BREAK IN TRANSCRIPT
Mr. Chairman, the bill includes authorization for $300 million to the Energy Department for programs that will establish demonstration grants for solar technology projects. What my amendment does is include a requirement that the Department use some of this money to evaluate the potential benefits of very large solar projects.
The amendment is prompted by a January 2008 article that appeared in Scientific American, part of their Big Ideas series. Folks out there who want to read the article, I think you could probably just Google ``Solar Grand Plan,'' Scientific American, January 2008, and you would see an excellent discussion by three scientists of the possibility that we could create in the Southwest a 3,000-gigawatt facility that delivers solar power to the Nation. It would produce enough solar power by 2050, according to these scientists, to meet 69 percent of our electricity needs and 35 percent of our overall energy needs.
The idea is that some 30,000 acres, or square miles, I am not sure which, but a large hunk of land in the Southwest would be covered by solar facilities. The energy would be collected during the day, distributed nationwide on an improved grid, a lot of that grid would probably be direct current, stored during the day underground in high pressure underground caverns, with the pressure released overnight in order to provide the power overnight.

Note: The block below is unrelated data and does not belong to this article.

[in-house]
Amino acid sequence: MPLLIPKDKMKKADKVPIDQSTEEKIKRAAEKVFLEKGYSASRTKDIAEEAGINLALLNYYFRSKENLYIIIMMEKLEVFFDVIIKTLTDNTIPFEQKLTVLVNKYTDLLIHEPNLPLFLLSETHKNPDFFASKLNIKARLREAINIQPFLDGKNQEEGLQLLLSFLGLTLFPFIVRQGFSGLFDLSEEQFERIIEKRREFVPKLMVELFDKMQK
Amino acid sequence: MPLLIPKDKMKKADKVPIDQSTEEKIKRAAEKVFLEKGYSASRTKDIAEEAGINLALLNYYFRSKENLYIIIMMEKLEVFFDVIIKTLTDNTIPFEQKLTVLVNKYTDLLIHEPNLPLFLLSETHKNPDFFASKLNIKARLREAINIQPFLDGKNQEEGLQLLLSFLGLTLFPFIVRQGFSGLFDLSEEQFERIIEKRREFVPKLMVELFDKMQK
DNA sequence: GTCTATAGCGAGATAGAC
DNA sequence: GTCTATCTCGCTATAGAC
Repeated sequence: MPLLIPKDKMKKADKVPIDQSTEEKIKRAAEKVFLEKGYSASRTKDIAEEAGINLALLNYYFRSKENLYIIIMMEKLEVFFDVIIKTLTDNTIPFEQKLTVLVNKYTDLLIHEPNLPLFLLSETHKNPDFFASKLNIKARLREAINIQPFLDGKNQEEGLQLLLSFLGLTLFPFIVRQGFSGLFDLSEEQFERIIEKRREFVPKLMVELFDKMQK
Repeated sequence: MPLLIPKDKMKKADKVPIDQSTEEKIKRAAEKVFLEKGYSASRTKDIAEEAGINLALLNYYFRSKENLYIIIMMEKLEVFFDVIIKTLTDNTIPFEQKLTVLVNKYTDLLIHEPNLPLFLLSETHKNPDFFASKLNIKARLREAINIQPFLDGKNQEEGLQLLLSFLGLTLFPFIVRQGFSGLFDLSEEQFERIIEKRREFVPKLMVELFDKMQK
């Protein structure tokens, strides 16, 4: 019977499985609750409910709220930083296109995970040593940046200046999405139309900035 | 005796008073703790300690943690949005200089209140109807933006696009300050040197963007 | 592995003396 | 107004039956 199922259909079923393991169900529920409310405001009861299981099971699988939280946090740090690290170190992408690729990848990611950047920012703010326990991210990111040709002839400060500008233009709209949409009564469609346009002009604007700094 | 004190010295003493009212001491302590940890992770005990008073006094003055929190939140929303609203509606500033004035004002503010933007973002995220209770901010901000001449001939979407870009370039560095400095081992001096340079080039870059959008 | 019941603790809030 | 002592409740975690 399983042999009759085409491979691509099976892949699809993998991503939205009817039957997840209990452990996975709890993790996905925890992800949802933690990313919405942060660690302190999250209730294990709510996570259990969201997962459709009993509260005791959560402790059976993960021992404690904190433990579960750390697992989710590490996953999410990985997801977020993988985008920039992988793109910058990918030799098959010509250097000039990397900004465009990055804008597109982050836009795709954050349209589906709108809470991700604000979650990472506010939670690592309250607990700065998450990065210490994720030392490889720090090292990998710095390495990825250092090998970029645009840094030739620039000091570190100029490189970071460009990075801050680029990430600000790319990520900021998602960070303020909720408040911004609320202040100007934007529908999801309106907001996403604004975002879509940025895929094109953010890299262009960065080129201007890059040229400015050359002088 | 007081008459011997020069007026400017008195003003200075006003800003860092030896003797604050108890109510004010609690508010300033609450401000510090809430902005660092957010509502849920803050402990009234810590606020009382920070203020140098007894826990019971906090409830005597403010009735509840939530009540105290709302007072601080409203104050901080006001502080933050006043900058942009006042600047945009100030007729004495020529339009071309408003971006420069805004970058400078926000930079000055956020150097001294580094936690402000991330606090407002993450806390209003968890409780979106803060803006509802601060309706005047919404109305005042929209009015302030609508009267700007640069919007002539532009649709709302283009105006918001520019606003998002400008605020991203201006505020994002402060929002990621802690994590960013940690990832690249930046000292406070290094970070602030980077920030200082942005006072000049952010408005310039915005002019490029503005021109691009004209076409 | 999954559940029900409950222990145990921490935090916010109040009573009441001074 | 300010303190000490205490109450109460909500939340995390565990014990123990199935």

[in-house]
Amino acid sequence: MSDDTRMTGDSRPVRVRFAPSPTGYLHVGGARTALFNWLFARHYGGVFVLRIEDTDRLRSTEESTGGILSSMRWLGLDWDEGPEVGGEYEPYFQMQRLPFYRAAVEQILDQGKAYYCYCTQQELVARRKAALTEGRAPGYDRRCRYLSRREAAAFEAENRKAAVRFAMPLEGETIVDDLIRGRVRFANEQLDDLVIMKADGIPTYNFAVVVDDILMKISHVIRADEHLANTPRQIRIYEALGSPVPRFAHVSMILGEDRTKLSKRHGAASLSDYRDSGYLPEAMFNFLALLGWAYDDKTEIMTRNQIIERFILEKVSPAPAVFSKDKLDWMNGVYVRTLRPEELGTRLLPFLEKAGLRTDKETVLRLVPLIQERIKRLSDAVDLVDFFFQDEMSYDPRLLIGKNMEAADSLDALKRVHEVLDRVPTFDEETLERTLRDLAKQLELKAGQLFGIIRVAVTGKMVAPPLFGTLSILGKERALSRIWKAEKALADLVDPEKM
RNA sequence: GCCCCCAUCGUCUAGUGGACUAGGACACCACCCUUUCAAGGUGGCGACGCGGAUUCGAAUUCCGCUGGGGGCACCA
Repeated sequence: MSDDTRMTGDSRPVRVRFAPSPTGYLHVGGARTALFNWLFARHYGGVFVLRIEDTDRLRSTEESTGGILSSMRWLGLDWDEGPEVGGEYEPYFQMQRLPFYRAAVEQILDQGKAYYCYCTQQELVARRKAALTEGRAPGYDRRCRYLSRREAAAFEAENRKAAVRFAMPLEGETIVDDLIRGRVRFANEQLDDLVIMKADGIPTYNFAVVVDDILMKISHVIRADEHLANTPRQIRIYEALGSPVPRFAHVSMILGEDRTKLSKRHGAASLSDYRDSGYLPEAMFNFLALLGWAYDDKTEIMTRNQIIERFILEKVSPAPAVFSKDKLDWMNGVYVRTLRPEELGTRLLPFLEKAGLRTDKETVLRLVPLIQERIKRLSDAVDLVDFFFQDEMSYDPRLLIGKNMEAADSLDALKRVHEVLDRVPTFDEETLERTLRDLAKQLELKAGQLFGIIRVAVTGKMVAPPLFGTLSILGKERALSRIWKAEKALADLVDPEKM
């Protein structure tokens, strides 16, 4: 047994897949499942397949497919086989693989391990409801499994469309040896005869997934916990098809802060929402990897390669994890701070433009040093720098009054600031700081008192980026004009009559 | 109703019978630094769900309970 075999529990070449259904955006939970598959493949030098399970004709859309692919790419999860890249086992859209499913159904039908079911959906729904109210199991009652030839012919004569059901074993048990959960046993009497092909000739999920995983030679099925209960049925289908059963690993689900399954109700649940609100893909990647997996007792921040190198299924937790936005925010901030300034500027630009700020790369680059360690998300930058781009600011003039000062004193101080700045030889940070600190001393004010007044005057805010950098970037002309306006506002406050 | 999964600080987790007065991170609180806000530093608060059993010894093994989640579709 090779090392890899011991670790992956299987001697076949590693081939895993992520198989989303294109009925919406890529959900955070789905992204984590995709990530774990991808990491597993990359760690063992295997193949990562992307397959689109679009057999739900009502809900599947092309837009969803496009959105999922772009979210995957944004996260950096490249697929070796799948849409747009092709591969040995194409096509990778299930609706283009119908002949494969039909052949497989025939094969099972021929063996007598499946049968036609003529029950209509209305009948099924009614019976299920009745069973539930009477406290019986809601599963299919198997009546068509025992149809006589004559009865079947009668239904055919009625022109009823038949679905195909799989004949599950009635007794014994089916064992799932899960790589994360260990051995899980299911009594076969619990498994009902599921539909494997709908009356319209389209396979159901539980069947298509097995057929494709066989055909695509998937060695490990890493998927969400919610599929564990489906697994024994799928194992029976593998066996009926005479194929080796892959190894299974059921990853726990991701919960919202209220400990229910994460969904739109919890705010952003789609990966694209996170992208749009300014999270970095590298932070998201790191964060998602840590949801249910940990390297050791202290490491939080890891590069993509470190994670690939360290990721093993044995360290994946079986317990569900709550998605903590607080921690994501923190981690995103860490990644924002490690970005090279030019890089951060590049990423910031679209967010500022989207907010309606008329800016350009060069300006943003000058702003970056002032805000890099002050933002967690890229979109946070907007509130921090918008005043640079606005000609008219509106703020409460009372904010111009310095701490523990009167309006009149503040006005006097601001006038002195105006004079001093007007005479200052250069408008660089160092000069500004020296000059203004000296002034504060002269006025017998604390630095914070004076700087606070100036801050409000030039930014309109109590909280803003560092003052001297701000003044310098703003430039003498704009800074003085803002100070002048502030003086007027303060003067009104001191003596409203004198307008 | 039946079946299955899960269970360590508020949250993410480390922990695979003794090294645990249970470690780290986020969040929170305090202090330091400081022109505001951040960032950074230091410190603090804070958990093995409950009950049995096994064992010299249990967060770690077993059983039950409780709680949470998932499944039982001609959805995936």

One of the beauties of the suggestion is that it feeds back into the existing distribution facilities that we have, so we would not have to change, if we were using DC transmission, to DC power, but instead would continue using AC power in our existing facilities.
I don't know whether something like this will work, but if these scientists are right, the costs seem quite reasonable for the reward that we would realize. The energy is completely clean, it essentially frees us from dependence upon foreign sources of energy, and consequently meets both the security need and environmental need at the exact same time.
Big ideas like this require study and evaluation before they are put together in some sort of implementation project, and consequently we only contemplate in the amendment that there will be an evaluation of this kind of concept as opposed to actual demonstration projects.
The $300 million that has been given to the Energy Department for these demonstration projects, no doubt they are going to be smaller projects, much smaller projects, than something as large as this. What we contemplate is that there be an evaluation of whether or not a 100-gigawatt solar facility makes sense and should be supported somehow by the Federal Government.
The authors of this Scientific American article printed in January of 2008 estimated that the Federal investment to accomplish what in essence would free us altogether from foreign sources of energy, the estimate of the Federal investment over a 20-year period of time, would be $450 billion. Spread over a 20-year period of time, a $450 billion investment that would actually give us energy independence and an awful lot of clean energy seems to me to be something that we ought to be evaluating, and that is why I suggested the amendment.
With that, I request the adoption of my amendment.
I reserve the balance of my time.
BREAK IN TRANSCRIPT